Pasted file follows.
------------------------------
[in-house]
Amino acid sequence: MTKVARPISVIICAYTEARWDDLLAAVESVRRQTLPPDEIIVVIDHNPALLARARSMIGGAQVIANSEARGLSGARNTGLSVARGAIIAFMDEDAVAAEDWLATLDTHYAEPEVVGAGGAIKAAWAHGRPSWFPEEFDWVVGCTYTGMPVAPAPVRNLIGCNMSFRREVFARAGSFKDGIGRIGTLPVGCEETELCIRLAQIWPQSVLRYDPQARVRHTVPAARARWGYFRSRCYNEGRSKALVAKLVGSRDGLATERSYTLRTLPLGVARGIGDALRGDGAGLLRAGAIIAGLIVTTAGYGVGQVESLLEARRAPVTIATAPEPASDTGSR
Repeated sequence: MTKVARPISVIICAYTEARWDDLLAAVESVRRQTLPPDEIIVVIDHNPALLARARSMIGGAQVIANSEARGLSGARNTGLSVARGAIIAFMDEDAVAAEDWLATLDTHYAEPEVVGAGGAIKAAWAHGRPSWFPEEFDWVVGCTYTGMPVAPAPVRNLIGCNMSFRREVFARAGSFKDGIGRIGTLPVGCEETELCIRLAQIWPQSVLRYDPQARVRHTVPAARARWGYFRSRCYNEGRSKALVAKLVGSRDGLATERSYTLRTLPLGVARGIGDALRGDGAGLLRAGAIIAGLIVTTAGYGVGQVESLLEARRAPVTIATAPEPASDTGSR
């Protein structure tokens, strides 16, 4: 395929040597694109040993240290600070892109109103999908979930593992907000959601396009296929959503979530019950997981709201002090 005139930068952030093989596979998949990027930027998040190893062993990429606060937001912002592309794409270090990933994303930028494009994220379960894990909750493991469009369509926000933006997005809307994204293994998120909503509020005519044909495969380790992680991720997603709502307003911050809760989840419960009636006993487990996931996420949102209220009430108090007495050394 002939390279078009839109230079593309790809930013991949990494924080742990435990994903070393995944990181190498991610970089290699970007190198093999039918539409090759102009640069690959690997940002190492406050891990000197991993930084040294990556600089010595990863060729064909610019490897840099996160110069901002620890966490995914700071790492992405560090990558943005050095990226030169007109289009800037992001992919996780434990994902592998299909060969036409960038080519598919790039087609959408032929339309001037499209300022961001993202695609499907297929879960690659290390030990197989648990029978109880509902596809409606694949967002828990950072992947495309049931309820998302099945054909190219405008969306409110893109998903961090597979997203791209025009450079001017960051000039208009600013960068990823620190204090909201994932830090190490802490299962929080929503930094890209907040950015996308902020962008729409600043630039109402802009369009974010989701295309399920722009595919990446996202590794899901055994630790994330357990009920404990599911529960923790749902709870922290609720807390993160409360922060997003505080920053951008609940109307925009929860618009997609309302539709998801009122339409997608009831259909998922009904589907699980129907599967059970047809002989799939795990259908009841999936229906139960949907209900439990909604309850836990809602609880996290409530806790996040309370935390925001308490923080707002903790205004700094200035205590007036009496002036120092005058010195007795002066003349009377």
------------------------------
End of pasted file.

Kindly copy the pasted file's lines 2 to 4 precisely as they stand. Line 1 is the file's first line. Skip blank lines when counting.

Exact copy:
Amino acid sequence: MTKVARPISVIICAYTEARWDDLLAAVESVRRQTLPPDEIIVVIDHNPALLARARSMIGGAQVIANSEARGLSGARNTGLSVARGAIIAFMDEDAVAAEDWLATLDTHYAEPEVVGAGGAIKAAWAHGRPSWFPEEFDWVVGCTYTGMPVAPAPVRNLIGCNMSFRREVFARAGSFKDGIGRIGTLPVGCEETELCIRLAQIWPQSVLRYDPQARVRHTVPAARARWGYFRSRCYNEGRSKALVAKLVGSRDGLATERSYTLRTLPLGVARGIGDALRGDGAGLLRAGAIIAGLIVTTAGYGVGQVESLLEARRAPVTIATAPEPASDTGSR
Repeated sequence: MTKVARPISVIICAYTEARWDDLLAAVESVRRQTLPPDEIIVVIDHNPALLARARSMIGGAQVIANSEARGLSGARNTGLSVARGAIIAFMDEDAVAAEDWLATLDTHYAEPEVVGAGGAIKAAWAHGRPSWFPEEFDWVVGCTYTGMPVAPAPVRNLIGCNMSFRREVFARAGSFKDGIGRIGTLPVGCEETELCIRLAQIWPQSVLRYDPQARVRHTVPAARARWGYFRSRCYNEGRSKALVAKLVGSRDGLATERSYTLRTLPLGVARGIGDALRGDGAGLLRAGAIIAGLIVTTAGYGVGQVESLLEARRAPVTIATAPEPASDTGSR
């Protein structure tokens, strides 16, 4: 395929040597694109040993240290600070892109109103999908979930593992907000959601396009296929959503979530019950997981709201002090 005139930068952030093989596979998949990027930027998040190893062993990429606060937001912002592309794409270090990933994303930028494009994220379960894990909750493991469009369509926000933006997005809307994204293994998120909503509020005519044909495969380790992680991720997603709502307003911050809760989840419960009636006993487990996931996420949102209220009430108090007495050394 002939390279078009839109230079593309790809930013991949990494924080742990435990994903070393995944990181190498991610970089290699970007190198093999039918539409090759102009640069690959690997940002190492406050891990000197991993930084040294990556600089010595990863060729064909610019490897840099996160110069901002620890966490995914700071790492992405560090990558943005050095990226030169007109289009800037992001992919996780434990994902592998299909060969036409960038080519598919790039087609959408032929339309001037499209300022961001993202695609499907297929879960690659290390030990197989648990029978109880509902596809409606694949967002828990950072992947495309049931309820998302099945054909190219405008969306409110893109998903961090597979997203791209025009450079001017960051000039208009600013960068990823620190204090909201994932830090190490802490299962929080929503930094890209907040950015996308902020962008729409600043630039109402802009369009974010989701295309399920722009595919990446996202590794899901055994630790994330357990009920404990599911529960923790749902709870922290609720807390993160409360922060997003505080920053951008609940109307925009929860618009997609309302539709998801009122339409997608009831259909998922009904589907699980129907599967059970047809002989799939795990259908009841999936229906139960949907209900439990909604309850836990809602609880996290409530806790996040309370935390925001308490923080707002903790205004700094200035205590007036009496002036120092005058010195007795002066003349009377």